A brook is a small, narrow, and shallow stream of freshwater that usually flows swiftly. It is a common term used to describe a small watercourse, often found in wooded or rural areas. Here are some key points about brooks:-

  • Size and Characteristics: Brooks are typically smaller than rivers and have a narrower width and shallower depth. They are often characterized by their swift flow, clear water, and rocky or pebbly bottoms. Brooks are usually fed by springs, small tributaries, or runoff from surrounding areas.
  • Formation: Brooks are formed through the collection and runoff of rainwater or snowmelt. They can originate from various sources, including groundwater springs or the convergence of smaller streams. Brooks often follow natural contours of the land, winding through valleys or meandering in forests.
  • Ecosystems: Brooks support diverse and fragile ecosystems. They provide habitats for a variety of aquatic organisms, such as fish, amphibians, invertebrates, and aquatic plants. The flowing water of brooks supplies oxygen and nutrients to support life and creates a dynamic environment.
  • Role in Water Cycle: Brooks play a role in the water cycle by collecting and transporting water. They contribute to groundwater recharge, allowing water to infiltrate the soil and replenish underground aquifers. Brooks also help regulate water flow and prevent erosion by absorbing excess runoff.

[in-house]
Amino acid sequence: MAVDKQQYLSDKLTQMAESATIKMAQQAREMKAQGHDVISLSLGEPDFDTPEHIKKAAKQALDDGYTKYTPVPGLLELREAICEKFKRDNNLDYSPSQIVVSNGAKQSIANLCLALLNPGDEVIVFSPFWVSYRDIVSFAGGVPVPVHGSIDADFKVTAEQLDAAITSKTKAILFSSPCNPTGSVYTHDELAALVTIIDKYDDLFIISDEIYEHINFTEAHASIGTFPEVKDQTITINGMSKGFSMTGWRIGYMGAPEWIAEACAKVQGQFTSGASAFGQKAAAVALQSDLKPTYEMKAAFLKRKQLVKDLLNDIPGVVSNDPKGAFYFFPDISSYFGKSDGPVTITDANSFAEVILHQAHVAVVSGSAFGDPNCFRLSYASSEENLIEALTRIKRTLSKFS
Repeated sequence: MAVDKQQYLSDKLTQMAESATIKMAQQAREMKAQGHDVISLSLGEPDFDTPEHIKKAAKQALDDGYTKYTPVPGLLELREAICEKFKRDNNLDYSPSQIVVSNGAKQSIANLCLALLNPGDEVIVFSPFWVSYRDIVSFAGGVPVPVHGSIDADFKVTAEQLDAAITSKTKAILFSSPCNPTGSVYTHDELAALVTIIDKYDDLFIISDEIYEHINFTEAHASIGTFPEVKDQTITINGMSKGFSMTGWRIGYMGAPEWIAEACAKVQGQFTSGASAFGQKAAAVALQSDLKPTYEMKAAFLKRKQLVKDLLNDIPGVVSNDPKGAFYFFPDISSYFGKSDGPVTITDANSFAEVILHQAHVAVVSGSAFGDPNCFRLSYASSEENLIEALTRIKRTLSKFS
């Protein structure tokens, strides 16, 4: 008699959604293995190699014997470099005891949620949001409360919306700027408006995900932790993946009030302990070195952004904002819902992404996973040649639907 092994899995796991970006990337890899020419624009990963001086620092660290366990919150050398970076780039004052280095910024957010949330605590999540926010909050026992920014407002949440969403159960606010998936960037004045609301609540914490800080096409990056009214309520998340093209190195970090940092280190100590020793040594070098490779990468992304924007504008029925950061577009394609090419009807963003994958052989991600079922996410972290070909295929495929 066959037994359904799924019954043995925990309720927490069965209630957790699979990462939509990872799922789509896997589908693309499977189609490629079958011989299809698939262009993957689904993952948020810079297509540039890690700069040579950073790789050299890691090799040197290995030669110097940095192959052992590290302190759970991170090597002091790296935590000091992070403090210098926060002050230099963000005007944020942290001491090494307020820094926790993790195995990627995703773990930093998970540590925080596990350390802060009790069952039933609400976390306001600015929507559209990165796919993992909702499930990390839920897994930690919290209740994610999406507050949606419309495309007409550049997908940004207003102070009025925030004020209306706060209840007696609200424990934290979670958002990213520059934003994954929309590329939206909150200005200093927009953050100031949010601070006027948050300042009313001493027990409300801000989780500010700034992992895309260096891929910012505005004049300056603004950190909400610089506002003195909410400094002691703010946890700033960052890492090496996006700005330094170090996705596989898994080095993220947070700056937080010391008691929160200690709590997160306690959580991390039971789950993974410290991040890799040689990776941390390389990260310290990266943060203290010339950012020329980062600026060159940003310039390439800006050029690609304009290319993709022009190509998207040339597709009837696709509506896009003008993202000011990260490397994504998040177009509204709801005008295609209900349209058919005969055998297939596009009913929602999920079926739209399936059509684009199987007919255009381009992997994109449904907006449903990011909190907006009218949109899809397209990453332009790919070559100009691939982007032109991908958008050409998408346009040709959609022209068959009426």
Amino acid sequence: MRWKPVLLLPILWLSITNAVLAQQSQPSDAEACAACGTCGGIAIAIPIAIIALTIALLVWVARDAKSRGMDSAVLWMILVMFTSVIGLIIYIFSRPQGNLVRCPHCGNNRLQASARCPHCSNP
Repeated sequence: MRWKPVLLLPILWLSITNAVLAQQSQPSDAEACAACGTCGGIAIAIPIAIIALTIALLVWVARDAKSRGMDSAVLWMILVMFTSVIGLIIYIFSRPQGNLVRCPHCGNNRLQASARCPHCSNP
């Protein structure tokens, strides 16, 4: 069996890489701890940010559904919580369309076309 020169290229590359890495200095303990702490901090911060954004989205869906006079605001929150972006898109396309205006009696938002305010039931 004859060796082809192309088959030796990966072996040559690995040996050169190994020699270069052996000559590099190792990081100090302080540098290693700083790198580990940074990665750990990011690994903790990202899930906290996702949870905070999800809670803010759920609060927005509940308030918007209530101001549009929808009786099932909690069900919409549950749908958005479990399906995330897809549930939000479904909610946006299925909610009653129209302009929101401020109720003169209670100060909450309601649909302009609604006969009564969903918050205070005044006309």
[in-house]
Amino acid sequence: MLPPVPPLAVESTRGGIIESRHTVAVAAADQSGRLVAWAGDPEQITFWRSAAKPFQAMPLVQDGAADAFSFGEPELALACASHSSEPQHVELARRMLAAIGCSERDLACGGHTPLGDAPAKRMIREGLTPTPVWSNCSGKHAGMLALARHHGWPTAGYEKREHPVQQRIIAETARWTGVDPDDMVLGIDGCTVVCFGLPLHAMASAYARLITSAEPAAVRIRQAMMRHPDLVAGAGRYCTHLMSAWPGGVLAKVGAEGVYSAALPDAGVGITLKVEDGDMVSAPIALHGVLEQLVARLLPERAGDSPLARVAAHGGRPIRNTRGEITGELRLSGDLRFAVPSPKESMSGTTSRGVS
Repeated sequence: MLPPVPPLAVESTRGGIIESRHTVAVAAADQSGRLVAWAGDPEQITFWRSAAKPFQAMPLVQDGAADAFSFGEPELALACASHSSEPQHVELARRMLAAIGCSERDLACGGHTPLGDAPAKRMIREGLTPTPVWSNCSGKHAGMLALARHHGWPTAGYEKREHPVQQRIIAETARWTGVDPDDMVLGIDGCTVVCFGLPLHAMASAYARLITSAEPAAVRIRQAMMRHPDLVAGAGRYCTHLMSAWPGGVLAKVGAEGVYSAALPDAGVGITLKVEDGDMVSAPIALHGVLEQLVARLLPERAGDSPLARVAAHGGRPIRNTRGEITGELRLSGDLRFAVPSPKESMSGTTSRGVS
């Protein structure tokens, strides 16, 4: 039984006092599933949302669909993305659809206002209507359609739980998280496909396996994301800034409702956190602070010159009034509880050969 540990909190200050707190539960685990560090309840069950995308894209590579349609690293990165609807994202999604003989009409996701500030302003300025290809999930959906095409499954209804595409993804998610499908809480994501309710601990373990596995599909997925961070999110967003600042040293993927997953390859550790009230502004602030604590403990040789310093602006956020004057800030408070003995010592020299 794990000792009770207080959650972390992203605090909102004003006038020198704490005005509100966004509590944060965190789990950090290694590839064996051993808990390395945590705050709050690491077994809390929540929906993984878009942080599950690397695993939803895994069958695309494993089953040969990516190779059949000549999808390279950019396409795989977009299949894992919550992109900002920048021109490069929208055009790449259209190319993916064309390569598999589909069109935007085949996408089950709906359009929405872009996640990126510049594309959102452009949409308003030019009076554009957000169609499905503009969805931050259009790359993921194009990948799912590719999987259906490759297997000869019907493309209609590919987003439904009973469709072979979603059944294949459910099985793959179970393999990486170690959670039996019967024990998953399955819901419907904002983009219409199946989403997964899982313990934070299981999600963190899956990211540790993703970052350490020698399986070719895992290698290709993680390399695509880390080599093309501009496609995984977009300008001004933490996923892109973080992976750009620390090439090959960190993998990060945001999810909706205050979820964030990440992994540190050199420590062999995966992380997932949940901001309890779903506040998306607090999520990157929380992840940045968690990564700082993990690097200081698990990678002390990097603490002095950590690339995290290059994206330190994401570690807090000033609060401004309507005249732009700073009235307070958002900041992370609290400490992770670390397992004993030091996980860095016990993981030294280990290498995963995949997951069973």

• Scenic and Recreational Value: Brooks are often admired for their natural beauty and tranquil settings. Their presence in wooded or rural areas enhances the aesthetic appeal of the landscape. Brooks offer opportunities for recreational activities like fishing, hiking, nature observation, and photography.
  • Environmental Concerns: Pollution and habitat degradation can impact the health of brooks. Runoff from urban or agricultural areas may introduce pollutants, sediment, or excess nutrients into the water, affecting aquatic life and water quality. It is important to protect brooks and their surrounding environments through responsible land management and conservation practices.